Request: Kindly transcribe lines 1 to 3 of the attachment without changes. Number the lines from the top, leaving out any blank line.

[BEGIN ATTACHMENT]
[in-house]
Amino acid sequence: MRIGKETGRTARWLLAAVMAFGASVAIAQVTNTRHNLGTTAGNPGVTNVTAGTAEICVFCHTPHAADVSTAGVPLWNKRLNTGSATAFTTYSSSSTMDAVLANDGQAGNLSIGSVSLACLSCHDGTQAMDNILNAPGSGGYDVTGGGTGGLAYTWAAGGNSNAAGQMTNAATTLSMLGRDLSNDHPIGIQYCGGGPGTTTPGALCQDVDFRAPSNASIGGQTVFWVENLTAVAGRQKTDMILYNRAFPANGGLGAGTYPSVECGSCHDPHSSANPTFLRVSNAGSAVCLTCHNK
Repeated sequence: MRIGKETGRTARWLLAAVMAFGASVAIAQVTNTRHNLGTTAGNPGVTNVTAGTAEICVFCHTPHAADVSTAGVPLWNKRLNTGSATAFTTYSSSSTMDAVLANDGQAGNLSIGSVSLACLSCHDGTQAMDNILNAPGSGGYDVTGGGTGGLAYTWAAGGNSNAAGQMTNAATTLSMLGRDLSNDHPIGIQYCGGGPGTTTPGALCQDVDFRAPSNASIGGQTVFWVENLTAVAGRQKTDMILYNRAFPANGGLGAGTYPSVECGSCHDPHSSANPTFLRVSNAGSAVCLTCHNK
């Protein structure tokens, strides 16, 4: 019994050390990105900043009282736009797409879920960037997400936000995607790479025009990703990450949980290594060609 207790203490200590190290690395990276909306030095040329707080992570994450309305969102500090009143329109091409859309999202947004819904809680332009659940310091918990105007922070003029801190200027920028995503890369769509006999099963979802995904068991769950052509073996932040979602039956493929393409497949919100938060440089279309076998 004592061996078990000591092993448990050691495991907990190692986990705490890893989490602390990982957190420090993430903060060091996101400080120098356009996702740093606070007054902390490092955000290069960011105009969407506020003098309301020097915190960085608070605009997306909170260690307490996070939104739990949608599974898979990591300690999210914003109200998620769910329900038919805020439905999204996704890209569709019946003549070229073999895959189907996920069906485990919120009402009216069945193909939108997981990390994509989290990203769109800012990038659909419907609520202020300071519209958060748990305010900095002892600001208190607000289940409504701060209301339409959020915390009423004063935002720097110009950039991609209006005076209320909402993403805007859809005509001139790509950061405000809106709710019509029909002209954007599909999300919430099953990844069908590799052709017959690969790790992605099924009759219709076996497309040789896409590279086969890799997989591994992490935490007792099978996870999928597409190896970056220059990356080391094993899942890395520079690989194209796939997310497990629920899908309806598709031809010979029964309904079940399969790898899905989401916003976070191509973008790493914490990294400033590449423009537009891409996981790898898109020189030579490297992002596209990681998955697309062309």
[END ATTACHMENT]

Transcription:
[in-house]
Amino acid sequence: MRIGKETGRTARWLLAAVMAFGASVAIAQVTNTRHNLGTTAGNPGVTNVTAGTAEICVFCHTPHAADVSTAGVPLWNKRLNTGSATAFTTYSSSSTMDAVLANDGQAGNLSIGSVSLACLSCHDGTQAMDNILNAPGSGGYDVTGGGTGGLAYTWAAGGNSNAAGQMTNAATTLSMLGRDLSNDHPIGIQYCGGGPGTTTPGALCQDVDFRAPSNASIGGQTVFWVENLTAVAGRQKTDMILYNRAFPANGGLGAGTYPSVECGSCHDPHSSANPTFLRVSNAGSAVCLTCHNK
Repeated sequence: MRIGKETGRTARWLLAAVMAFGASVAIAQVTNTRHNLGTTAGNPGVTNVTAGTAEICVFCHTPHAADVSTAGVPLWNKRLNTGSATAFTTYSSSSTMDAVLANDGQAGNLSIGSVSLACLSCHDGTQAMDNILNAPGSGGYDVTGGGTGGLAYTWAAGGNSNAAGQMTNAATTLSMLGRDLSNDHPIGIQYCGGGPGTTTPGALCQDVDFRAPSNASIGGQTVFWVENLTAVAGRQKTDMILYNRAFPANGGLGAGTYPSVECGSCHDPHSSANPTFLRVSNAGSAVCLTCHNK